Miyajima Machiya Street

Despite the destruction it sustained in WWII, pockets of history remain in Hiroshima, showcasing life in a bygone age. One such place is Miyajima Machiya Street, which lies in Aki, on the island of Miyajima to the south-west of Hiroshima. Lined with historic folk houses, this well-preserved street is more akin to the buildings seen in Kyoto, which were spared from the bombing raids of WWII. A walk down this charming street feels like stepping back in time, with traditional cafés and art galleries complementing the beautiful heritage surroundings. The nearby Omotesando shopping street is also packed with local stores – the ideal place to find a unique souvenir to remind you of your trip.

Mazda Motor Factory Museum

automobile factory

Hiroshima is home to the legendary Japanese car manufacturer, Mazda, which has been based here since the 1920s. At the manufacturer’s Hiroshima headquarters, visitors can explore the past, present and future of Japanese car-making within the purpose-built Mazda Motor Factory and Museum. This state-of-the-art complex features Mazda cars old and new, as well as a glimpse at a modern-day production line, where advanced automated robots assemble cars in minutes. This is Japan’s industrial core laid bare, and the perfect place to see a different side of the country.

Culinary Delights

From sake to Okonomiyaki, Hiroshima is home to some of the finest food and drink on Honshu Island, as well as some of its most authentic restaurants. Delve into the city’s bountiful larder below.

Okonomiyaki

Affectionately regarded as Hiroshima’s ‘soul food’, Okonomiyaki is a regional delicacy that’s highly popular with locals across the city. Emerging after WWII, Okonomiyaki was served by street food vendors whose restaurants had been destroyed by the bomb, and it is still considered a cheap, every man’s snack today. The dish typically comprises of cabbage, pork, beansprouts and noodles, cooked with egg and flour to create something resembling a crêpe or pancake. It’s thought there are over 2,000 Okonomiyaki restaurants in Hiroshima, so you should have no trouble finding it during your visit to the city.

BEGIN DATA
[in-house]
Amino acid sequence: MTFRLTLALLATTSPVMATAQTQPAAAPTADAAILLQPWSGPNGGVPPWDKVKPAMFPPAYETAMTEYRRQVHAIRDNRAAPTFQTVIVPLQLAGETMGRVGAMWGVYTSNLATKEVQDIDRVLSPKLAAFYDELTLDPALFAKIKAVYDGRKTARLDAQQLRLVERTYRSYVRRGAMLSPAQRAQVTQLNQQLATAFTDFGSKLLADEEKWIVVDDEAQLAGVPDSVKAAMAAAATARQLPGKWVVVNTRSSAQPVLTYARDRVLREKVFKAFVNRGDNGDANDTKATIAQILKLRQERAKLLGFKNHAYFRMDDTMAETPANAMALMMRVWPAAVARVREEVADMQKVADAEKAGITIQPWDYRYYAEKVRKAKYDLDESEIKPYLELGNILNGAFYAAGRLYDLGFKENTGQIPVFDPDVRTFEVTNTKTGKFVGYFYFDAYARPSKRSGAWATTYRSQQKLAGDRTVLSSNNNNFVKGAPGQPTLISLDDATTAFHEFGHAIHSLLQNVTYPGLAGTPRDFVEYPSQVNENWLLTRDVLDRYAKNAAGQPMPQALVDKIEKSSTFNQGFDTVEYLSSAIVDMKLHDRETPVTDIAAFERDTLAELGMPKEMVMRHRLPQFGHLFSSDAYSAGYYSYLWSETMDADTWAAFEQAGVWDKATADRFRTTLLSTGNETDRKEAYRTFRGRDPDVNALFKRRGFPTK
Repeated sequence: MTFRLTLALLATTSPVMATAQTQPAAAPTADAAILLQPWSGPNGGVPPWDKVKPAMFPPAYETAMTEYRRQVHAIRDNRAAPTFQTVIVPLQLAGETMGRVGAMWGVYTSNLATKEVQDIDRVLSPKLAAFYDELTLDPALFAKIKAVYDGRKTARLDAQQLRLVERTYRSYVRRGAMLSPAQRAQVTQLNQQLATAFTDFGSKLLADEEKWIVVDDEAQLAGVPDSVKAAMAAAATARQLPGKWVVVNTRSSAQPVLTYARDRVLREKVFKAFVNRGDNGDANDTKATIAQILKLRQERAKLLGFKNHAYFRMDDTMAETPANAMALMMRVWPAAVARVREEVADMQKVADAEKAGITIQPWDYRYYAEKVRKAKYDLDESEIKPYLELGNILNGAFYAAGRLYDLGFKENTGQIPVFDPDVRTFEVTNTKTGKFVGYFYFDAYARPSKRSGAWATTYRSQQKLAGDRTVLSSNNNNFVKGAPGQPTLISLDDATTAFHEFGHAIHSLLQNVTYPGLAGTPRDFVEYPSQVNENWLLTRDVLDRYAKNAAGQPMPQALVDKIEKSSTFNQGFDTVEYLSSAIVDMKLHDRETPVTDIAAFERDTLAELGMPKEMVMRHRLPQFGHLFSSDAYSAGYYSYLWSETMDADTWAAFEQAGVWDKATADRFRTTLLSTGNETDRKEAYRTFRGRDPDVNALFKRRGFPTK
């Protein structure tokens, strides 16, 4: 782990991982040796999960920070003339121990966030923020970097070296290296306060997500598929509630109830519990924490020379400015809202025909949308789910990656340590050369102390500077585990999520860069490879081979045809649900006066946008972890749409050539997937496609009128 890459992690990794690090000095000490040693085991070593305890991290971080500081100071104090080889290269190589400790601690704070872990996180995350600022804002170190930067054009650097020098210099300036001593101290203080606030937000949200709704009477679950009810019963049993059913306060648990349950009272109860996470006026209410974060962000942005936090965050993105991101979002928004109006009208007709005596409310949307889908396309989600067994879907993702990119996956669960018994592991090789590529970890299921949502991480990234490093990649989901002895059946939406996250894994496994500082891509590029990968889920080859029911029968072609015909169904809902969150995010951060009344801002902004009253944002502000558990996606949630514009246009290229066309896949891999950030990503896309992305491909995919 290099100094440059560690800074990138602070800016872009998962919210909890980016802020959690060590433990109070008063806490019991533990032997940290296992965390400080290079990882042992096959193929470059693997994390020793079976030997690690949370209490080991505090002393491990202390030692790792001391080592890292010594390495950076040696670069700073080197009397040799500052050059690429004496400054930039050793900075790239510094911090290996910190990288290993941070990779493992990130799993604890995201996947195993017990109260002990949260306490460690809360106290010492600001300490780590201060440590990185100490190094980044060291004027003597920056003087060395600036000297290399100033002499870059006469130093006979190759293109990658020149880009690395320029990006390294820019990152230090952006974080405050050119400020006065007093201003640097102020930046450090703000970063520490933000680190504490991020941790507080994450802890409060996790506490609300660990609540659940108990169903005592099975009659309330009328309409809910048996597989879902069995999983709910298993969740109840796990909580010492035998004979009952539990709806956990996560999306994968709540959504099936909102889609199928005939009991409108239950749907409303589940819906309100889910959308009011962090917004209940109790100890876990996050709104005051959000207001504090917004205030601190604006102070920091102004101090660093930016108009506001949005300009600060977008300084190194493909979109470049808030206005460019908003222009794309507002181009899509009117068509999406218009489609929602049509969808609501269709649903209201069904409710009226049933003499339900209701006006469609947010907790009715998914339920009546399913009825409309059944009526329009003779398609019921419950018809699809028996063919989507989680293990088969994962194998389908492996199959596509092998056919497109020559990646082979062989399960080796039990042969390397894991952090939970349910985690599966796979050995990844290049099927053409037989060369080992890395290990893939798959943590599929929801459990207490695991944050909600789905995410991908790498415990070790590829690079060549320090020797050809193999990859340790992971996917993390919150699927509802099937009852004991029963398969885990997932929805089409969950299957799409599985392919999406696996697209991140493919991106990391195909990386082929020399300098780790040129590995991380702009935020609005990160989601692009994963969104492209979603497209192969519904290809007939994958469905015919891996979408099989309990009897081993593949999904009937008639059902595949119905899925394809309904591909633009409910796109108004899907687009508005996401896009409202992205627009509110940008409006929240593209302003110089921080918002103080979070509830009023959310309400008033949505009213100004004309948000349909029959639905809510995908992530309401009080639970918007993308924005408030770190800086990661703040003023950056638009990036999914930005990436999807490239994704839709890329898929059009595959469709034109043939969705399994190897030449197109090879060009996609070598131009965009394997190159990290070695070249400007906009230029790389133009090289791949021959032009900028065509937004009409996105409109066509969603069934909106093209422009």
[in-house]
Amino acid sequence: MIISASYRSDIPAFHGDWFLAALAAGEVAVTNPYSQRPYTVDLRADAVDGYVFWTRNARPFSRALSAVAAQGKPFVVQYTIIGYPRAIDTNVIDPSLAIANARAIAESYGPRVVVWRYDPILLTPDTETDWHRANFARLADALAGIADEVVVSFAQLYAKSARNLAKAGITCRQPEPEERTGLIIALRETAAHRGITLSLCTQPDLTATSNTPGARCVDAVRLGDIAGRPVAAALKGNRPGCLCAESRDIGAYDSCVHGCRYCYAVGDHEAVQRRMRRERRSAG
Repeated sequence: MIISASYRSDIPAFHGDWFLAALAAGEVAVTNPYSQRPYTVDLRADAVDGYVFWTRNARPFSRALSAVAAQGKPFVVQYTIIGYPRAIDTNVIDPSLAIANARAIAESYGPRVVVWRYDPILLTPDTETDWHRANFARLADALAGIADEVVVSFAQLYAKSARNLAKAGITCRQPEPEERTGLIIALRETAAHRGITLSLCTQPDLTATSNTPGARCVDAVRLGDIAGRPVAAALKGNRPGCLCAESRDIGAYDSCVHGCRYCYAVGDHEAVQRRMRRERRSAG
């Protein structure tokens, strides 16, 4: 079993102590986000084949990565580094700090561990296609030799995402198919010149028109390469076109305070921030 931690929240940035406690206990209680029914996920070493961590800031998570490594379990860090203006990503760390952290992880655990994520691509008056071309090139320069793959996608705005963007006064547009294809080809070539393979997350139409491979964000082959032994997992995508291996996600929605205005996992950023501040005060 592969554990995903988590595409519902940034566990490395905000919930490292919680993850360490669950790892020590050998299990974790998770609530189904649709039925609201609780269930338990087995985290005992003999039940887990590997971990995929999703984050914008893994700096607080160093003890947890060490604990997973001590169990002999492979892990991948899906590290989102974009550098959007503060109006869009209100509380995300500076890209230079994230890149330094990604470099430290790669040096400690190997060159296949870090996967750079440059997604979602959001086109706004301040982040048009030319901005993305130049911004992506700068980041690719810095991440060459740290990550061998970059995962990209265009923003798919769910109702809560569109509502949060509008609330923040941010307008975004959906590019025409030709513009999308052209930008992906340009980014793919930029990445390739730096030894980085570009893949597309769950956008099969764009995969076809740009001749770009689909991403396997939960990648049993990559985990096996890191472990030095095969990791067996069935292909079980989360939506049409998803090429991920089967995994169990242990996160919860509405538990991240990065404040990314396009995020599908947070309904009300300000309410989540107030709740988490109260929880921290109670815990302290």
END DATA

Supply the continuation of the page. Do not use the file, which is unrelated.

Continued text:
If you’d like to sample Okonomiyaki yourself, try this authentic recipe featured on the BBC Good Food website.

Oysters

Few cities in Japan take seafood as seriously as Hiroshima, and the city has earned a reputation for one seafood delicacy in particular: oysters. Hiroshima is Japan’s biggest oyster producer, and you’ll often see traditional oyster rafts floating on the Seto Inland Sea close to the city. Oysters are enjoyed in a number of dishes in Hiroshima Prefecture, including in the miso broth of Kakino Dotenabe, as well as being eaten raw or grilled.

Where to try it: Hiroshima is home to several izakayas (Japanese style pubs), and these are an excellent place to try local oysters. The city’s official tourist board recommends Hiroshima-no Kaze as a great place to sample these seafood treats.

Sake

Hiroshima is one of three renowned sake-producing regions in Japan, alongside Kyoto’s Fushimi district and the Nada district of Kobe. The city is home to some 50 sake breweries, as well as the National Research Institute of Brewing. Local sake is considered some of the finest in Japan, and has a distinct, rich flavour that’s beloved by connoisseurs of the beverage. Sampling sake is one of the great joys of visiting Hiroshima, so be sure to seek it out during your visit.

Where to try it: You’ll find local sake in many of Hiroshima’s izakaya and restaurants. Visit the city's official tourist page for a selection of the best sake bars in town.

Experience Hiroshima with Scenic

If you’d like to visit Hiroshima, our escorted tours to Japan mean you can enjoy the very best of the city in 5-star luxury and comfort. Click here to download our latest Asia and the Far East brochure or call our team today on 0808 231 6675 for further information.